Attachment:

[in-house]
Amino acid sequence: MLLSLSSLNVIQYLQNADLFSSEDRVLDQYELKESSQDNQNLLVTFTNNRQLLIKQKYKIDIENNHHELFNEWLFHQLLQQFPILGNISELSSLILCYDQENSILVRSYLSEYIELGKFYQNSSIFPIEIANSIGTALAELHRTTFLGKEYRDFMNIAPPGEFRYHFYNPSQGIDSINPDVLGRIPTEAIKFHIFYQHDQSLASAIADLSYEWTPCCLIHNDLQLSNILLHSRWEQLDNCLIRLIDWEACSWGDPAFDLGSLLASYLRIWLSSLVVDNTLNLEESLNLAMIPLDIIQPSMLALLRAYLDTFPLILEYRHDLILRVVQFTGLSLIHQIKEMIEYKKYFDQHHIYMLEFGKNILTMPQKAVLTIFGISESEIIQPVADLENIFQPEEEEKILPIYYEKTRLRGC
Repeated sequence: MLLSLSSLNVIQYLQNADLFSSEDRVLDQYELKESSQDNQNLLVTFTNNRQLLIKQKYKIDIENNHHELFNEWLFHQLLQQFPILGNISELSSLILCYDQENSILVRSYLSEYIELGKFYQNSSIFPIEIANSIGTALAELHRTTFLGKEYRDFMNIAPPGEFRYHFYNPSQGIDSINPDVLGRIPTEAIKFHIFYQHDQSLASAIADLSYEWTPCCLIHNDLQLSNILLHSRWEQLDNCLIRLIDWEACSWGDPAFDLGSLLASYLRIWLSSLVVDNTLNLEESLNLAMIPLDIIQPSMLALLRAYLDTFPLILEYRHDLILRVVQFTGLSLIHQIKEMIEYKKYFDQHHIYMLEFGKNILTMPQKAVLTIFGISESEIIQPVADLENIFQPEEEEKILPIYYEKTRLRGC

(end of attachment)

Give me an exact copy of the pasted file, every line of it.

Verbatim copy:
[in-house]
Amino acid sequence: MLLSLSSLNVIQYLQNADLFSSEDRVLDQYELKESSQDNQNLLVTFTNNRQLLIKQKYKIDIENNHHELFNEWLFHQLLQQFPILGNISELSSLILCYDQENSILVRSYLSEYIELGKFYQNSSIFPIEIANSIGTALAELHRTTFLGKEYRDFMNIAPPGEFRYHFYNPSQGIDSINPDVLGRIPTEAIKFHIFYQHDQSLASAIADLSYEWTPCCLIHNDLQLSNILLHSRWEQLDNCLIRLIDWEACSWGDPAFDLGSLLASYLRIWLSSLVVDNTLNLEESLNLAMIPLDIIQPSMLALLRAYLDTFPLILEYRHDLILRVVQFTGLSLIHQIKEMIEYKKYFDQHHIYMLEFGKNILTMPQKAVLTIFGISESEIIQPVADLENIFQPEEEEKILPIYYEKTRLRGC
Repeated sequence: MLLSLSSLNVIQYLQNADLFSSEDRVLDQYELKESSQDNQNLLVTFTNNRQLLIKQKYKIDIENNHHELFNEWLFHQLLQQFPILGNISELSSLILCYDQENSILVRSYLSEYIELGKFYQNSSIFPIEIANSIGTALAELHRTTFLGKEYRDFMNIAPPGEFRYHFYNPSQGIDSINPDVLGRIPTEAIKFHIFYQHDQSLASAIADLSYEWTPCCLIHNDLQLSNILLHSRWEQLDNCLIRLIDWEACSWGDPAFDLGSLLASYLRIWLSSLVVDNTLNLEESLNLAMIPLDIIQPSMLALLRAYLDTFPLILEYRHDLILRVVQFTGLSLIHQIKEMIEYKKYFDQHHIYMLEFGKNILTMPQKAVLTIFGISESEIIQPVADLENIFQPEEEEKILPIYYEKTRLRGC